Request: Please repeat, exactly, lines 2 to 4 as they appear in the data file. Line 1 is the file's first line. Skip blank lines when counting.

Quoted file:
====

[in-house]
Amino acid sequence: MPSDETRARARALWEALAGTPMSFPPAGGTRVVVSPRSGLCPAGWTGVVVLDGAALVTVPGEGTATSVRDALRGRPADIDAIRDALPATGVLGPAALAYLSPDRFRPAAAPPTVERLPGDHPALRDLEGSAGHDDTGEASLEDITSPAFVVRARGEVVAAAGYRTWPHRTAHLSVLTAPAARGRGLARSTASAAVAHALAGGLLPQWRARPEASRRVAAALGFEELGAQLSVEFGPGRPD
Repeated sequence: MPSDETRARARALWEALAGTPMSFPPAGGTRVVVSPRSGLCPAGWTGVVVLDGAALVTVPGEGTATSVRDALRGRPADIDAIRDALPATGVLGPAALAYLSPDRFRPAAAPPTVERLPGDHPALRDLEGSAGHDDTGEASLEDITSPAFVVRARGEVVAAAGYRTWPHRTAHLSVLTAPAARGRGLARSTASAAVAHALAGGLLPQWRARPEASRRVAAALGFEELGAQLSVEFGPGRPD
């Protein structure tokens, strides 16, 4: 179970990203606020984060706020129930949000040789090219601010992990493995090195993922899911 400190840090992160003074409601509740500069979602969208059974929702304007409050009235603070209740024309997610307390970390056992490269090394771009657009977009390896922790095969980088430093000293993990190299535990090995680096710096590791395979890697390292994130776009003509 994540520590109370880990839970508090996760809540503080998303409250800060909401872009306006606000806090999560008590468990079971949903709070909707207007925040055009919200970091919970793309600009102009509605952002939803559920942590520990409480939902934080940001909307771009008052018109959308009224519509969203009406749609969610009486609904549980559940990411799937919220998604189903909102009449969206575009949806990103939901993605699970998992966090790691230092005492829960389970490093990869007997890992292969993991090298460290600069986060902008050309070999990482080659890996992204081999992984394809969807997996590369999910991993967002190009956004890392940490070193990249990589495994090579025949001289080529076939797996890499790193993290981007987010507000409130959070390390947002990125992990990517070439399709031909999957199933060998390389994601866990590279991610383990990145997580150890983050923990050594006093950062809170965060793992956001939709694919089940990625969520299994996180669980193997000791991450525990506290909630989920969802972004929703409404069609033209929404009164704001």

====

Amino acid sequence: MPSDETRARARALWEALAGTPMSFPPAGGTRVVVSPRSGLCPAGWTGVVVLDGAALVTVPGEGTATSVRDALRGRPADIDAIRDALPATGVLGPAALAYLSPDRFRPAAAPPTVERLPGDHPALRDLEGSAGHDDTGEASLEDITSPAFVVRARGEVVAAAGYRTWPHRTAHLSVLTAPAARGRGLARSTASAAVAHALAGGLLPQWRARPEASRRVAAALGFEELGAQLSVEFGPGRPD
Repeated sequence: MPSDETRARARALWEALAGTPMSFPPAGGTRVVVSPRSGLCPAGWTGVVVLDGAALVTVPGEGTATSVRDALRGRPADIDAIRDALPATGVLGPAALAYLSPDRFRPAAAPPTVERLPGDHPALRDLEGSAGHDDTGEASLEDITSPAFVVRARGEVVAAAGYRTWPHRTAHLSVLTAPAARGRGLARSTASAAVAHALAGGLLPQWRARPEASRRVAAALGFEELGAQLSVEFGPGRPD
């Protein structure tokens, strides 16, 4: 179970990203606020984060706020129930949000040789090219601010992990493995090195993922899911 400190840090992160003074409601509740500069979602969208059974929702304007409050009235603070209740024309997610307390970390056992490269090394771009657009977009390896922790095969980088430093000293993990190299535990090995680096710096590791395979890697390292994130776009003509 994540520590109370880990839970508090996760809540503080998303409250800060909401872009306006606000806090999560008590468990079971949903709070909707207007925040055009919200970091919970793309600009102009509605952002939803559920942590520990409480939902934080940001909307771009008052018109959308009224519509969203009406749609969610009486609904549980559940990411799937919220998604189903909102009449969206575009949806990103939901993605699970998992966090790691230092005492829960389970490093990869007997890992292969993991090298460290600069986060902008050309070999990482080659890996992204081999992984394809969807997996590369999910991993967002190009956004890392940490070193990249990589495994090579025949001289080529076939797996890499790193993290981007987010507000409130959070390390947002990125992990990517070439399709031909999957199933060998390389994601866990590279991610383990990145997580150890983050923990050594006093950062809170965060793992956001939709694919089940990625969520299994996180669980193997000791991450525990506290909630989920969802972004929703409404069609033209929404009164704001």